Footage circulating online shows the Trump family and senior White House members partying in a jovial mood in the hours before Trump-inspired rioters besieged the Capitol building at his behest.
The footage was filmed by Donald Trump Jnr and shows him partying with his girlfriend, sister Ivanka, brother Eric, the president and other senior officials including White House chief of staff Mark Meadows.
The video appears to be taken right before Trump spoke at a rally for his supporters, calling on them to march on the Capitol building.
Trump roused his supporters “to fight” and to “take back our country” as he promised to join them.
“After this, we’re going to walk down, and I’ll be there with you,” he told them.
“We're going to walk down to the Capitol.
“You’ll never take back our country with weakness, you have to show strength, and you have to be strong.”
Trump did not actually join the mob, but retreated to watch the ensuing chaos in private, reportedly delighting in the early moments of the violent scenes being carried out in his name.
The pre-speech video shows the Trump family celebrating in a makeshift tent equiped with various monitors showing the crowds around the capital. The president, Ivanka and Eric can be seen watching the monitors closely a short while before the violence broke out.
In the clip, Don Trump Jnr turns the camera on himself and thanks the soon-to-be rioters for doing his father’s bidding.
He called the protesters “patriots” who were “sick of the bullsh*t” and repeatedly urged them to “fight”.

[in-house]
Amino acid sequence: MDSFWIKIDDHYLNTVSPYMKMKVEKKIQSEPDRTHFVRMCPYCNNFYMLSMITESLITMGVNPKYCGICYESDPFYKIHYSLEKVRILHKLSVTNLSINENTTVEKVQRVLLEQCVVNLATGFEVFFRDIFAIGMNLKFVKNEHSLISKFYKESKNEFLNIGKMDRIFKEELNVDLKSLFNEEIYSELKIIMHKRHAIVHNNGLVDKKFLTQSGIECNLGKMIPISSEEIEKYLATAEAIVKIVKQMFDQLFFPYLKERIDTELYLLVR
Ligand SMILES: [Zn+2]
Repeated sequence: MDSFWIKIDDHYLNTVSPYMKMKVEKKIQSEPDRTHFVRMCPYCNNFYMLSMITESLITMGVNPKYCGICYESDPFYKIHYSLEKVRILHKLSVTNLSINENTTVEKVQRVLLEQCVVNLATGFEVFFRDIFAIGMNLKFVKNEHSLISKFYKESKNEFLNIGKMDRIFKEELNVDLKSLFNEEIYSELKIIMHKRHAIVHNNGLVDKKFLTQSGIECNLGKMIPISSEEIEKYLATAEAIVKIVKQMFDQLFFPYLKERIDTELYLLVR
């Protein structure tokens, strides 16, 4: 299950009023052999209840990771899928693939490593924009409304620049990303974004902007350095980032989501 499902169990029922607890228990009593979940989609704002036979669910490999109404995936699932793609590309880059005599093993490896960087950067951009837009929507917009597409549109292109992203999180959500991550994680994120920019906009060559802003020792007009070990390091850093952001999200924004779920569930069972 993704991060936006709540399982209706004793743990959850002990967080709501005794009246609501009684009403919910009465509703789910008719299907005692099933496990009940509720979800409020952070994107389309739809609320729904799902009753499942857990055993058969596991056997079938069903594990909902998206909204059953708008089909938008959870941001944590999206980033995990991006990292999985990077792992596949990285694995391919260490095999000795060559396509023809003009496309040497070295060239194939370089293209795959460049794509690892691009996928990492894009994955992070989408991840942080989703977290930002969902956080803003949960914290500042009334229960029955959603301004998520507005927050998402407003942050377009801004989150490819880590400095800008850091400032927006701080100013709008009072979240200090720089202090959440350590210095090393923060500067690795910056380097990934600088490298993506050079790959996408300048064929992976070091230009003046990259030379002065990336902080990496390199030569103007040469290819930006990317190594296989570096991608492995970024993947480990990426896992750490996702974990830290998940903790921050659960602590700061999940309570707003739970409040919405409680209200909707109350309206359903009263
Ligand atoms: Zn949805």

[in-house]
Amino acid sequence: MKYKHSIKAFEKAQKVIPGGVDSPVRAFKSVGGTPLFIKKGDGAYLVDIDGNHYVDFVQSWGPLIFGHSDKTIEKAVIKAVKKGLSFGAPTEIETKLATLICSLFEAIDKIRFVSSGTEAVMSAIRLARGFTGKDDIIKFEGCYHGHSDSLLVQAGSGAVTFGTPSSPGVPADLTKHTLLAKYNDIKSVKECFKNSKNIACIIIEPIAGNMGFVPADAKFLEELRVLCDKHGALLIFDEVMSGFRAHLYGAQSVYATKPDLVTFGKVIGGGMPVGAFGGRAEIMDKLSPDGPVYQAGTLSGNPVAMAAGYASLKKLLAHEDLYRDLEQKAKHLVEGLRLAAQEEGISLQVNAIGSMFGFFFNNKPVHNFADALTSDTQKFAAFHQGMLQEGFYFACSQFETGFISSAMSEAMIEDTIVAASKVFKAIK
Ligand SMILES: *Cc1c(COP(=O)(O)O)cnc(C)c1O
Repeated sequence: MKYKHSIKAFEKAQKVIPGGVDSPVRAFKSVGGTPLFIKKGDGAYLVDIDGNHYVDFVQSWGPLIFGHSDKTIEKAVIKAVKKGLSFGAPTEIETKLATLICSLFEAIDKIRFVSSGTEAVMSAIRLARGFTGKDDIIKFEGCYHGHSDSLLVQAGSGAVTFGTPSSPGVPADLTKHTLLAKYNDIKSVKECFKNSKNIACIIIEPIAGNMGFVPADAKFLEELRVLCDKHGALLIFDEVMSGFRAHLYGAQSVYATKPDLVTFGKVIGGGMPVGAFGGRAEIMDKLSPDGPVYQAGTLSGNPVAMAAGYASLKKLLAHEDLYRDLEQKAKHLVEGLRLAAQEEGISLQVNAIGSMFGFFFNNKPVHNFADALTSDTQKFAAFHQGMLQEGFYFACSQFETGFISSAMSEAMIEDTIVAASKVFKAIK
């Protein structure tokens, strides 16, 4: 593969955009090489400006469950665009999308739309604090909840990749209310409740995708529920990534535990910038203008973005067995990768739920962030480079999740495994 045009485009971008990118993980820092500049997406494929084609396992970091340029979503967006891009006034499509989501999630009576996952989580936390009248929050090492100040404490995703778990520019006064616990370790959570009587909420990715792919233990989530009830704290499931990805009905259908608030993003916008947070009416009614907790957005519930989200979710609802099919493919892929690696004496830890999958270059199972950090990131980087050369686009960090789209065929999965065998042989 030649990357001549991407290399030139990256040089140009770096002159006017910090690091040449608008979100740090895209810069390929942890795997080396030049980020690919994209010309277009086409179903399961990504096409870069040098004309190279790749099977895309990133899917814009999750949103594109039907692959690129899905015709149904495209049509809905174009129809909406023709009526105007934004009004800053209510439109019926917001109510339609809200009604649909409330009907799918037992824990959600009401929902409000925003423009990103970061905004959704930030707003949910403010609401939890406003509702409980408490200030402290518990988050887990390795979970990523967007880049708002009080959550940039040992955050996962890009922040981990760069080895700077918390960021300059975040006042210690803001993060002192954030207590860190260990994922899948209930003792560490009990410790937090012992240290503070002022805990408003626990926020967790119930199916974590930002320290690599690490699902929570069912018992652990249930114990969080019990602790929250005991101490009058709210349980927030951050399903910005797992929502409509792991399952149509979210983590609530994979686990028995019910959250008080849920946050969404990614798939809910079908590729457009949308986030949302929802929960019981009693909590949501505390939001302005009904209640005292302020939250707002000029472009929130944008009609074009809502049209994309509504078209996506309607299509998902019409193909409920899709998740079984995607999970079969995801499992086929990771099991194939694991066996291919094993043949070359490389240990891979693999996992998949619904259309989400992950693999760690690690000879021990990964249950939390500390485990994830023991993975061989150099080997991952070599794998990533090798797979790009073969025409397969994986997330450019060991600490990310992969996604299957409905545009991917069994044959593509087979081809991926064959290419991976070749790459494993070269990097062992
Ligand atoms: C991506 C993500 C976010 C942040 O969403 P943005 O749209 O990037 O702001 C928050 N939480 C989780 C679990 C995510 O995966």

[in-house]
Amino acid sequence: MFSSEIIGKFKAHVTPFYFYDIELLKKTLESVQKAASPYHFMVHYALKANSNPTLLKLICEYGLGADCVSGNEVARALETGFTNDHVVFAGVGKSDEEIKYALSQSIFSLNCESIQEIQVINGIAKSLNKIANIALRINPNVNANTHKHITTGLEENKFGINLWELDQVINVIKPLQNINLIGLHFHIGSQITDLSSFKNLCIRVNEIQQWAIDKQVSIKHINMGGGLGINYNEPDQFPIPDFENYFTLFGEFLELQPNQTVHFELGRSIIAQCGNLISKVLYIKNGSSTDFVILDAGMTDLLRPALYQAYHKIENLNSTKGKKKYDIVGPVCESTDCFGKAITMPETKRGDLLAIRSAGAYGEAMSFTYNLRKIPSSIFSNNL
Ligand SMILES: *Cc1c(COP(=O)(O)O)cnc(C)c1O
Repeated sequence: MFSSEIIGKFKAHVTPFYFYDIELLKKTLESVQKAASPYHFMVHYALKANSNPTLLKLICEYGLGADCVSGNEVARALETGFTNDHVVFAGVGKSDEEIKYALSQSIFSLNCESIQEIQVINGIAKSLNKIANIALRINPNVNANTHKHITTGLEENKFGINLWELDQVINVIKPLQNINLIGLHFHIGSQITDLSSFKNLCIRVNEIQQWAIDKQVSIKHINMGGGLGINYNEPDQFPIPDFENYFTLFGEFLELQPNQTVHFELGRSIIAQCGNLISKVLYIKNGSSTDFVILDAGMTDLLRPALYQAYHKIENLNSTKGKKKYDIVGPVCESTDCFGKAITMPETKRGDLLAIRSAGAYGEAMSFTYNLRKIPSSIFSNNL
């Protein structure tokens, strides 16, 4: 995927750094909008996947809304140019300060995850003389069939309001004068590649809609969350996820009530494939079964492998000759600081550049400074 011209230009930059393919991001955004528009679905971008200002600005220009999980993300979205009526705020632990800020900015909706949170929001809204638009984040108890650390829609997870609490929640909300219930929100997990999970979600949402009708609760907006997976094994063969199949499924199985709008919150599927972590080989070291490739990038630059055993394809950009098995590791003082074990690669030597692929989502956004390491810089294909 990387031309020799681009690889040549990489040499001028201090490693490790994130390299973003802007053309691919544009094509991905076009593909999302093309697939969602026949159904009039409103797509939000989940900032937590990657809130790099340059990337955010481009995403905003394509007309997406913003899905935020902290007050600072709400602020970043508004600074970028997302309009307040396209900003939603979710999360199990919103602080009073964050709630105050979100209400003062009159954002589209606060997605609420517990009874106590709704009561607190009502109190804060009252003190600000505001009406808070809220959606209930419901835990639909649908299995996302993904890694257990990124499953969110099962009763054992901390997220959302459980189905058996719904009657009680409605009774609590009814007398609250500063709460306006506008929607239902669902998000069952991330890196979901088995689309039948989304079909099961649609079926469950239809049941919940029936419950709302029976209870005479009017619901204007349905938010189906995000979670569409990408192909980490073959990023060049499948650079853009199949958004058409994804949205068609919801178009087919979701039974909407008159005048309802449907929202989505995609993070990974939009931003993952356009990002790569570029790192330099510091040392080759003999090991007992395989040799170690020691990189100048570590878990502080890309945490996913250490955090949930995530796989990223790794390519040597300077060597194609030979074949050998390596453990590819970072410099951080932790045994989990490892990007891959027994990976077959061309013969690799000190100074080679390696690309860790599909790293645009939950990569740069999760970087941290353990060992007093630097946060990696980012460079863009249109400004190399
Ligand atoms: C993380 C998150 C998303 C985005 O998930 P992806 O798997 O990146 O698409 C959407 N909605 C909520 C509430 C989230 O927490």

Online, the video has drawn widespread criticism with many positing the “premeditated” demeanour of the Trump family.
After his speech, the president retreated to watch the chaos unfold on TV and, according to reports in The Washington Post, was resistant to requests to condemn the violence with one aide describing him in the moment as “a total monster”.
Outgoing Trump on the nose in Washington
As officials sifted through the aftermath of the pro-Trump mob’s siege of the US Capitol, there was growing discussion of impeaching the president for a second time, or invoking the 25th Amendment to oust him from the Oval Office.
The invasion of the Capitol building, a powerful symbol of the nation’s democracy, rattled Republicans and Democrats alike. They struggled with how best to contain the impulses of a president deemed too dangerous to control his own social media accounts but who remains commander in chief of the world’s greatest military.
“I’m not worried about the next election, I’m worried about getting through the next 14 days,” said Republican Senator Lindsey Graham of South Carolina, one of Trump’s staunchest allies.
He condemned the president’s role in Wednesday’s riots and said, “If something else happens, all options would be on the table.”
Neither option to remove Trump seems likely, with little time left in his term to draft the Cabinet members needed to invoke the amendment or to organise the hearings and trial mandated for an impeachment.
But the fact that the dramatic options were even the subject of discussion in Washington’s corridors of power served as a warning to Trump who has since been bent into condemning yesterday’s events, reportedly fearful of the possible legal repercussions he could face for incitement.
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